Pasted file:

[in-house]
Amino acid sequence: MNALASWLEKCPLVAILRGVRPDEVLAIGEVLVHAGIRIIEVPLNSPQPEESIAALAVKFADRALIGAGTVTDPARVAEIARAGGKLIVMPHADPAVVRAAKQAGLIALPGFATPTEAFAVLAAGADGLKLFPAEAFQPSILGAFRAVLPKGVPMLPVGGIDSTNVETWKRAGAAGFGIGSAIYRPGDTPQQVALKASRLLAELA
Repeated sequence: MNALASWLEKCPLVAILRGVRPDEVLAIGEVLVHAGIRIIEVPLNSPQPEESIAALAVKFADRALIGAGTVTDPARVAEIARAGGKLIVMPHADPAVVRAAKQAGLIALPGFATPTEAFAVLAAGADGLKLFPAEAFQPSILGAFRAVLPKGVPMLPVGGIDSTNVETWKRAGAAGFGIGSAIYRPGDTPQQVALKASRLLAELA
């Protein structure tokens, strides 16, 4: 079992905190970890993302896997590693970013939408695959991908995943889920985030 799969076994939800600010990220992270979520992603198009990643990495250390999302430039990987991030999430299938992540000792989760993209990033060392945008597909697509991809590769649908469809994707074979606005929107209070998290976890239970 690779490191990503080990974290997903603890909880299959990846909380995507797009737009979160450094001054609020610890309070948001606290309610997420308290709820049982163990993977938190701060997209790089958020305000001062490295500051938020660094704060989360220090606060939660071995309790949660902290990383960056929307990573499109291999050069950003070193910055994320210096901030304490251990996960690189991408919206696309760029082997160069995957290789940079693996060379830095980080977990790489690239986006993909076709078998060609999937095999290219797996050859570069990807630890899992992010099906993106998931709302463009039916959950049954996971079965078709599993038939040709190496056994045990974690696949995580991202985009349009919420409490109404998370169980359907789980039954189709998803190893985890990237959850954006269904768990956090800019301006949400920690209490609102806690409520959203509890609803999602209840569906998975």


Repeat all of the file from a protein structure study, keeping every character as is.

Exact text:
[in-house]
Amino acid sequence: MNALASWLEKCPLVAILRGVRPDEVLAIGEVLVHAGIRIIEVPLNSPQPEESIAALAVKFADRALIGAGTVTDPARVAEIARAGGKLIVMPHADPAVVRAAKQAGLIALPGFATPTEAFAVLAAGADGLKLFPAEAFQPSILGAFRAVLPKGVPMLPVGGIDSTNVETWKRAGAAGFGIGSAIYRPGDTPQQVALKASRLLAELA
Repeated sequence: MNALASWLEKCPLVAILRGVRPDEVLAIGEVLVHAGIRIIEVPLNSPQPEESIAALAVKFADRALIGAGTVTDPARVAEIARAGGKLIVMPHADPAVVRAAKQAGLIALPGFATPTEAFAVLAAGADGLKLFPAEAFQPSILGAFRAVLPKGVPMLPVGGIDSTNVETWKRAGAAGFGIGSAIYRPGDTPQQVALKASRLLAELA
């Protein structure tokens, strides 16, 4: 079992905190970890993302896997590693970013939408695959991908995943889920985030 799969076994939800600010990220992270979520992603198009990643990495250390999302430039990987991030999430299938992540000792989760993209990033060392945008597909697509991809590769649908469809994707074979606005929107209070998290976890239970 690779490191990503080990974290997903603890909880299959990846909380995507797009737009979160450094001054609020610890309070948001606290309610997420308290709820049982163990993977938190701060997209790089958020305000001062490295500051938020660094704060989360220090606060939660071995309790949660902290990383960056929307990573499109291999050069950003070193910055994320210096901030304490251990996960690189991408919206696309760029082997160069995957290789940079693996060379830095980080977990790489690239986006993909076709078998060609999937095999290219797996050859570069990807630890899992992010099906993106998931709302463009039916959950049954996971079965078709599993038939040709190496056994045990974690696949995580991202985009349009919420409490109404998370169980359907789980039954189709998803190893985890990237959850954006269904768990956090800019301006949400920690209490609102806690409520959203509890609803999602209840569906998975």